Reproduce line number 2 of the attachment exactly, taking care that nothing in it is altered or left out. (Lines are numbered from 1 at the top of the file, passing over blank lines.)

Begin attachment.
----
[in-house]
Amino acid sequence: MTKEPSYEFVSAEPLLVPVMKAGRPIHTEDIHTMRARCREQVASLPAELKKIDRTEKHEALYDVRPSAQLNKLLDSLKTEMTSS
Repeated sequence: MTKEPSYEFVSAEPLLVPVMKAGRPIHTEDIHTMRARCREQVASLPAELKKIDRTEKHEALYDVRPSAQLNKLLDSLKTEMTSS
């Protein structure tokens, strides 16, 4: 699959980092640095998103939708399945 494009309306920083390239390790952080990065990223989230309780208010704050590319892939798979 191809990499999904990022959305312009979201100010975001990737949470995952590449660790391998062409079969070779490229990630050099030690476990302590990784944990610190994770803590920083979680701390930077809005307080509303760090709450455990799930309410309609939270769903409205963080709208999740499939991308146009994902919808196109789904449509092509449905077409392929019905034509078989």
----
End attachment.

Amino acid sequence: MTKEPSYEFVSAEPLLVPVMKAGRPIHTEDIHTMRARCREQVASLPAELKKIDRTEKHEALYDVRPSAQLNKLLDSLKTEMTSS